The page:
The placenta, on examination, seemed generally healthy, with the exception of a few small indurated points of a tubercular character scattered over various parts of its extent. Towards the margin of the placenta there w as found a small fuHus closely enveloped in a yellowish fatty-like muss, which lay in a grove or sulcus formed in the placenta by the overlapping or bulging over of a portion of its foetal surface. The whole was connected together by a prolongation of the placental substance into the inner border of the investing membranes of this small foetus. The bond of attachment was by a spot not larger than a shilling, which was very slender, and separated in two places. The fatty-like mass, when opened up, was of an irregular circular form, measuring 8 inches in circumference, and was of the thickness of ordinary plate glass. It appears to be a homogeneous mass on cutting into it, and of a uniform density and consistence throughout. On subjecting a portion of it to microscopic examination it is found to consist of a fibrinous or lymphy substance with numerous oil globules intermixed. It is soluble to some extent in ether. There was no appearance of liquor amnii. The foetus appears to be about the third month—is very much flattened out and disfigured, having a white exsanguine look, with no traces of incipient putrefaction. It measures 4.} inches in length. The right arm is to Rome extent malformed and displaced; the humerus, with its atrophied muscles, is completely incorporated with the side of the head, while the forearm is altogether above the head, and appears as if originating from it. In consequence of the pressure to which the foetus has been subjected a large portion of the bowels protrude. The sex of the child cannot be ascertained. Proceeding from the foetus is a small thready or filiform umbilical cord 2 J inches long with the spiral convolutions formed by its vessels in great part obliterated. It.is inserted into a spongy cellular substance (about the size of half a crown), much resembling placental tissue, situated at the inner border of this mass of fat, and which seemed to be the point of union with the placenta of the living child above referred to. There is, however, no distinct line of division observed between these two textures, as the one passes gradually and imperceptibly into the other. On the supposition that this substance, to which the cord was attached, was the placenta of the foetus, the formation of the peculiar groove in which the whole was embedded may be thus explained. The two placenta- appear to have been originally united by their edges, the lessur one having ceased to enlarge, the other one gradually extended in circumference, till utimatcly a flap-like portion, developed from its foetal surface, covered in the other along with the foetus. The relative position, however, of the double set of membranes, in consequence of some accidental laceration either during or after the expulsion of the placenta, could not be accurately ascertained. It is impossible to tell, on inspecting the preparation, what uterine attachment the blighted foetus, through the medium of its placenta, originally possessed.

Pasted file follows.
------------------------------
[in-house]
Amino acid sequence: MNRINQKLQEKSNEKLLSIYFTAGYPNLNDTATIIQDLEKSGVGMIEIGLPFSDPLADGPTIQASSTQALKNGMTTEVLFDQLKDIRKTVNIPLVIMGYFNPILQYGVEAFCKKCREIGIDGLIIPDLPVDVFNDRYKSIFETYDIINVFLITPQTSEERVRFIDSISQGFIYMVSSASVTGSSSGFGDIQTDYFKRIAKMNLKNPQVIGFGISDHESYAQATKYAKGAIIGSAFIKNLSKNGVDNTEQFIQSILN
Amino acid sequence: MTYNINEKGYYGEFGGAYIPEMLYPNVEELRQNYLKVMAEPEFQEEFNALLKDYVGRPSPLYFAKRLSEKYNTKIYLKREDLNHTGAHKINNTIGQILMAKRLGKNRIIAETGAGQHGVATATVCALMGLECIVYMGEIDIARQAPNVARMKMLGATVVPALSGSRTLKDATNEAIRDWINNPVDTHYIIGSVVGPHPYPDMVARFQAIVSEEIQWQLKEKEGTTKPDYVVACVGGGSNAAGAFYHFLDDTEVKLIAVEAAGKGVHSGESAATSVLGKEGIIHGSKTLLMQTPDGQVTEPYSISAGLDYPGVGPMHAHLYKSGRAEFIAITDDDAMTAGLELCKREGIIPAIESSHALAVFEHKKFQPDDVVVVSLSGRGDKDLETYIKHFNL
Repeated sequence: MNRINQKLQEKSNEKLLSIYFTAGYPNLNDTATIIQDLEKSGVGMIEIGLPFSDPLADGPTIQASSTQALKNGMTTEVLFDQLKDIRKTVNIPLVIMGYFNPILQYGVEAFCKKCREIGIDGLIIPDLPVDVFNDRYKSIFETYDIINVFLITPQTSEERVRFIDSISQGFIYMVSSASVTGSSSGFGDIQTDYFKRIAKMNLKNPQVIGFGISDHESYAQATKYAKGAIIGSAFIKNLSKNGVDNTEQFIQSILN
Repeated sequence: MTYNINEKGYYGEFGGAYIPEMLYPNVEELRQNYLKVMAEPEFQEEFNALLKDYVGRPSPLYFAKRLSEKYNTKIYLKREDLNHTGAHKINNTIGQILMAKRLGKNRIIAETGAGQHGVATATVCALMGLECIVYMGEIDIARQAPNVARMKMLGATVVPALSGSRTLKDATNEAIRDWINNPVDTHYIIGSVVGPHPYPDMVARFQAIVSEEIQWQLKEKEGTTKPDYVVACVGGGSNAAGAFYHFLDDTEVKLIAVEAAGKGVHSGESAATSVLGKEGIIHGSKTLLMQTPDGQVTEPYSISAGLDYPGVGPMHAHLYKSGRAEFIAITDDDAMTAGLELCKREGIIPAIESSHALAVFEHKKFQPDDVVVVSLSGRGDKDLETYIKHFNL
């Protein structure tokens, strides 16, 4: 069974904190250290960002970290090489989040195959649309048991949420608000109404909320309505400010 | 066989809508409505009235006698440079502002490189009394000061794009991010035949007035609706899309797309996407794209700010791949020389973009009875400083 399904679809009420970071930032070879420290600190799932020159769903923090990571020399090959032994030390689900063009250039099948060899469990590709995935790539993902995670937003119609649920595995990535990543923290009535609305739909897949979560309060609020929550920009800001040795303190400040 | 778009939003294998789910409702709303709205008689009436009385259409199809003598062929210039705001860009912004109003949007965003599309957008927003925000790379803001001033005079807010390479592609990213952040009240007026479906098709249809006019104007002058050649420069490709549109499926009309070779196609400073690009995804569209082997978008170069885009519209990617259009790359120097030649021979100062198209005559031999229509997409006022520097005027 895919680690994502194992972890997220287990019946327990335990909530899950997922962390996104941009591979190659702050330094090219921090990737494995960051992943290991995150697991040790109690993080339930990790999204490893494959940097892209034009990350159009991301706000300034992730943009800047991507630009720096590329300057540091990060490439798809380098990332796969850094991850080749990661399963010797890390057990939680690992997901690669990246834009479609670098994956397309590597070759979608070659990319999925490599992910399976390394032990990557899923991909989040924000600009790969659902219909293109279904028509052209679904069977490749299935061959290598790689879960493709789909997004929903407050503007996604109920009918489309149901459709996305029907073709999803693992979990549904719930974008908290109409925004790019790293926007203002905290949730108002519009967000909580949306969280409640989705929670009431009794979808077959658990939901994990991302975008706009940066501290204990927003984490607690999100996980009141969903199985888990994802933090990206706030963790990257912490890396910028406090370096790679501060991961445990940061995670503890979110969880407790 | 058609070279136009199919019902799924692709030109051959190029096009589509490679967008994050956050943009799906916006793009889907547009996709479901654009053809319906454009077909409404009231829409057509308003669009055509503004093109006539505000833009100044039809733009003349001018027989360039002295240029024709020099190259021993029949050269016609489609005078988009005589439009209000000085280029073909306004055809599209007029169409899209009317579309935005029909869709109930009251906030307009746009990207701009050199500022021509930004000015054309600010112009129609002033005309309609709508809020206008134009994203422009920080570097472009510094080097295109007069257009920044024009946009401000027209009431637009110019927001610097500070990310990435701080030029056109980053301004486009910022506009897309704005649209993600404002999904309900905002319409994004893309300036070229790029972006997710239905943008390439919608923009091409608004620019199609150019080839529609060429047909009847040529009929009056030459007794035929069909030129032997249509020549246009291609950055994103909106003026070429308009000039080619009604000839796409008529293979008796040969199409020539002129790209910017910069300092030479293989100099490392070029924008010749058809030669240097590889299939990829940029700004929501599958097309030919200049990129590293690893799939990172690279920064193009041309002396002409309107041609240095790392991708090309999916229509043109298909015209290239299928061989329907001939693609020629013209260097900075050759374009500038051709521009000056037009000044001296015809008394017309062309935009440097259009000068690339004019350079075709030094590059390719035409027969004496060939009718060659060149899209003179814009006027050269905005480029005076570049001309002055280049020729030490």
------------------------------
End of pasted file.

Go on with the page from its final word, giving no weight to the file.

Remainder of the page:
There can be no doubt, I think, but this was primarily a case of twin conception, while one was blighted at or near the third month, and the other carried to the eighth, when both were nearly simultaneously expelled from the uterus. I dismiss, therefore, altogether the idea of conception subsequent to that of the living child. For the elucidation of this subject we need not have recourse to the absurd, and nearly exploded theory, of superfoetation. The problem can be otherwise satisfactorily explained, by supposing the blighted fo*ns» as I have already stated, to be the product of a conception coeval with that of the living child. One peculiarity in this case is th? retention of a dead foetus in utero for such a length of time, and its ejection a few minutes after the birth of the living child; yet when the placenta} are united in a twin gestation, it is difficult to conceive how one foetus could be discharged without the expulsion of bothWere the symptoms of threatened abortion, already noticed, so attempt of nature to throw off and get rid of the dead child? or had they any thing to do with its death, or were they the cause or the result of the partial separation that was afterwards found to exist between the two placenta;. Whatever view may be taken of these points, one thing seems evident, viz., that the symptoms of miscarriage closely correspond with that supposed period of utero-gesution at which the blighted foetus had arrived.